Having toured the ground floor there's then the garden to explore, which is larger than it first appears, well-tended and informally laid out. Every plant is labelled on a laminated map, if that's your thing, or you can simply wander up and back and round. A nice touch is the miniature Milton's Cottage in a rear flowerbed, like an escapee from a model village, and another is the selection of nature-focused quotations from Paradise Lost scrawled on mirrored tiles and scattered appropriately. The wishing well beside the front lawn is original, and the magnolia nearby was planted by the Queen Mother when she visited in 1977. Indeed she's been, the Queen's been, the next King's been, this is very much a favoured royal dropping-in point.
Nor love thy life, nor hate; but what thou liv'st
Live well; how long or short permit to Heaven.
On previous visits to Chalfont St Giles I'd always found Milton's Cottage closed, because it was only open on Tuesdays. Now Tuesday is the only day it never opens, but make sure you turn up between Easter and the end of October, and not before 2pm, and not on a Sunday or a Monday unless it's a bank holiday weekend. This Saturday would be fine. Bring £7 in cash (not plastic), a price you might think a bit steep for three rooms and a garden, but the volunteers receive no additional funding so deserve all they get, plus they'd be delighted if you bought a souvenir or two. I must praise the two ladies who showed me round, who were excellently informed and brought the place to life, as well as knowing when to step back and leave me to it.

Oh, and Chalfont St Giles is lovely too. It has the kind of ye olde village green and independent cottagey shopping parade most estate agents would kill for, and it's Buckinghamshire's Best Kept Village again this year, the lucky residents.

How to get to Chalfont St Giles
» Drive (satnav HP8 4JH) and use the free car park alongside
» Get the 730 bus from Beaconsfield, Gerrards Cross or Uxbridge (hourly)
» Get the 353 bus from Amersham, Gerrards Cross or Slough (two-hourly)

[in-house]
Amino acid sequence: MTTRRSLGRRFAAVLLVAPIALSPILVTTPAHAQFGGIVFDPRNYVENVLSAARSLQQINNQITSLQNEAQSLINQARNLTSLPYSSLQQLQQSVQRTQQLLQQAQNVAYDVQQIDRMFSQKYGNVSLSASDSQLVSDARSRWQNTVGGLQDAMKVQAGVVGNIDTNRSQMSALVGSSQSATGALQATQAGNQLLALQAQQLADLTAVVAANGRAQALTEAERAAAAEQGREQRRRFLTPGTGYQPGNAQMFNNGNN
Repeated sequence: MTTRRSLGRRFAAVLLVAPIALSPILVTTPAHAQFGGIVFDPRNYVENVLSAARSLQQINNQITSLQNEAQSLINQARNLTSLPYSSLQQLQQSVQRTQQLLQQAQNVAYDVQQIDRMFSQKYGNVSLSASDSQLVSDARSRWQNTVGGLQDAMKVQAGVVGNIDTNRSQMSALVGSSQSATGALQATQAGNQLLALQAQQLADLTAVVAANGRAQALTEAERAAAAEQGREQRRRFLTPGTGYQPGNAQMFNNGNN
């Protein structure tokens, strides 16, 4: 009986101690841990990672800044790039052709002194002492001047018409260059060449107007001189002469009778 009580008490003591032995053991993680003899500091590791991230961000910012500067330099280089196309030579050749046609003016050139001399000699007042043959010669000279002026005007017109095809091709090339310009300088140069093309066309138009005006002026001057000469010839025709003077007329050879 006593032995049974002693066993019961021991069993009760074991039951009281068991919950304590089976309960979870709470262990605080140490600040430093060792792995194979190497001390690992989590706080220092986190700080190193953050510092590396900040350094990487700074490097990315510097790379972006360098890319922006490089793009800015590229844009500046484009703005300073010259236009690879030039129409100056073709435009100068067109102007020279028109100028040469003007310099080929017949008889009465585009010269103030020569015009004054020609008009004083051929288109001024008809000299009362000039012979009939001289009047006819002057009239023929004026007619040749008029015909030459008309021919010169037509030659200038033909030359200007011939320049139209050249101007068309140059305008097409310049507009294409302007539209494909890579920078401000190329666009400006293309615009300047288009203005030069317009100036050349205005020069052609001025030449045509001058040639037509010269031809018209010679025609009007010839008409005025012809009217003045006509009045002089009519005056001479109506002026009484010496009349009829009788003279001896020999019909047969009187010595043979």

» Walk from the train: Seer Green & Jordans (2 miles) or Gerrards Cross (3 miles)
» Walk cross-country from the tube: Amersham (4 miles), Chalfont & Latimer (3 miles) or Chorleywood (3 miles)


Also nearby
» Chiltern Open Air Museum (1 mile)
» Bekonscot model village (3 miles)


<< click for Newer posts

click for Older Posts >>


click to return to the main page


...or read more in my monthly archives
Jan17  Feb17  Mar17  Apr17  May17  Jun17  Jul17  Aug17  Sep17  Oct17  Nov17
Jan16  Feb16  Mar16  Apr16  May16  Jun16  Jul16  Aug16  Sep16  Oct16  Nov16  Dec16
Jan15  Feb15  Mar15  Apr15  May15  Jun15  Jul15  Aug15  Sep15  Oct15  Nov15  Dec15
Jan14  Feb14  Mar14  Apr14  May14  Jun14  Jul14  Aug14  Sep14  Oct14  Nov14  Dec14
Jan13  Feb13  Mar13  Apr13  May13  Jun13  Jul13  Aug13  Sep13  Oct13  Nov13  Dec13
Jan12  Feb12  Mar12  Apr12  May12  Jun12  Jul12  Aug12  Sep12  Oct12  Nov12  Dec12
Jan11  Feb11  Mar11  Apr11  May11  Jun11  Jul11  Aug11  Sep11  Oct11  Nov11  Dec11
Jan10  Feb10  Mar10  Apr10  May10  Jun10  Jul10  Aug10  Sep10  Oct10  Nov10  Dec10 
Jan09  Feb09  Mar09  Apr09  May09  Jun09  Jul09  Aug09  Sep09  Oct09  Nov09  Dec09
Jan08  Feb08  Mar08  Apr08  May08  Jun08  Jul08  Aug08  Sep08  Oct08  Nov08  Dec08
Jan07  Feb07  Mar07  Apr07  May07  Jun07  Jul07  Aug07  Sep07  Oct07  Nov07  Dec07
Jan06  Feb06  Mar06  Apr06  May06  Jun06  Jul06  Aug06  Sep06  Oct06  Nov06  Dec06
Jan05  Feb05  Mar05  Apr05  May05  Jun05  Jul05  Aug05  Sep05  Oct05  Nov05  Dec05
Jan04  Feb04  Mar04  Apr04  May04  Jun04  Jul04  Aug04  Sep04  Oct04  Nov04  Dec04
Jan03  Feb03  Mar03  Apr03  May03  Jun03  Jul03  Aug03  Sep03  Oct03  Nov03  Dec03
 Jan02  Feb02  Mar02  Apr02  May02  Jun02  Jul02 Aug02  Sep02  Oct02  Nov02  Dec02 

eXTReMe Tracker
jack of diamonds
Life viewed from London E3

» email me
» follow me on twitter
» follow the blog on Twitter
» follow the blog on RSS

my flickr photostream